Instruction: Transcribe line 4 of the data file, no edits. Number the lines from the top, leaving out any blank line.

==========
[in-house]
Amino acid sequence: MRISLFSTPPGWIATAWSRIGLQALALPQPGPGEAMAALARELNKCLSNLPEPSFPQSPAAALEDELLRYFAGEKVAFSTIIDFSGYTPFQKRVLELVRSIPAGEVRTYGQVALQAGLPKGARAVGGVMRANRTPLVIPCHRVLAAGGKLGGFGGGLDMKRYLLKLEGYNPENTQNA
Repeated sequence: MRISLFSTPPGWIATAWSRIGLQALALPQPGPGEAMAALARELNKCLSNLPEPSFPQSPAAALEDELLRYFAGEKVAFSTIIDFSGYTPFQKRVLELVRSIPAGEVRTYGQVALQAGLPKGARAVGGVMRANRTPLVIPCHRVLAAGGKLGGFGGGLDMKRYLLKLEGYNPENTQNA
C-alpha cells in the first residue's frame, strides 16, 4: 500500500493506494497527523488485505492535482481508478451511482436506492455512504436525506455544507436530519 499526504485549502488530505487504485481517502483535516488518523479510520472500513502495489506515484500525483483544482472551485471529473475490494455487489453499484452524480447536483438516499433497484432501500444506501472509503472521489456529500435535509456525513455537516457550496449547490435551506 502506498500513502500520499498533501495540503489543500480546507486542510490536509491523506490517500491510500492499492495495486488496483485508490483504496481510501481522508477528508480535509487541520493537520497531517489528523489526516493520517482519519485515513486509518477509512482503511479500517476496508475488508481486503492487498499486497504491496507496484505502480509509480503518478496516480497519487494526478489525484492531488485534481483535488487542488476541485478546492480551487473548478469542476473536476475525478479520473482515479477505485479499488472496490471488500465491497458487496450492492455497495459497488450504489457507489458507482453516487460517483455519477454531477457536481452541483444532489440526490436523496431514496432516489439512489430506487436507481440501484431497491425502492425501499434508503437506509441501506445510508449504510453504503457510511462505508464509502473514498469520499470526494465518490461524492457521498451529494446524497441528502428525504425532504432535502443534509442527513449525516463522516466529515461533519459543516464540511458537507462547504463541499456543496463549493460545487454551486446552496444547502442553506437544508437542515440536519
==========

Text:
C-alpha cells in the first residue's frame, strides 16, 4: 500500500493506494497527523488485505492535482481508478451511482436506492455512504436525506455544507436530519 499526504485549502488530505487504485481517502483535516488518523479510520472500513502495489506515484500525483483544482472551485471529473475490494455487489453499484452524480447536483438516499433497484432501500444506501472509503472521489456529500435535509456525513455537516457550496449547490435551506 502506498500513502500520499498533501495540503489543500480546507486542510490536509491523506490517500491510500492499492495495486488496483485508490483504496481510501481522508477528508480535509487541520493537520497531517489528523489526516493520517482519519485515513486509518477509512482503511479500517476496508475488508481486503492487498499486497504491496507496484505502480509509480503518478496516480497519487494526478489525484492531488485534481483535488487542488476541485478546492480551487473548478469542476473536476475525478479520473482515479477505485479499488472496490471488500465491497458487496450492492455497495459497488450504489457507489458507482453516487460517483455519477454531477457536481452541483444532489440526490436523496431514496432516489439512489430506487436507481440501484431497491425502492425501499434508503437506509441501506445510508449504510453504503457510511462505508464509502473514498469520499470526494465518490461524492457521498451529494446524497441528502428525504425532504432535502443534509442527513449525516463522516466529515461533519459543516464540511458537507462547504463541499456543496463549493460545487454551486446552496444547502442553506437544508437542515440536519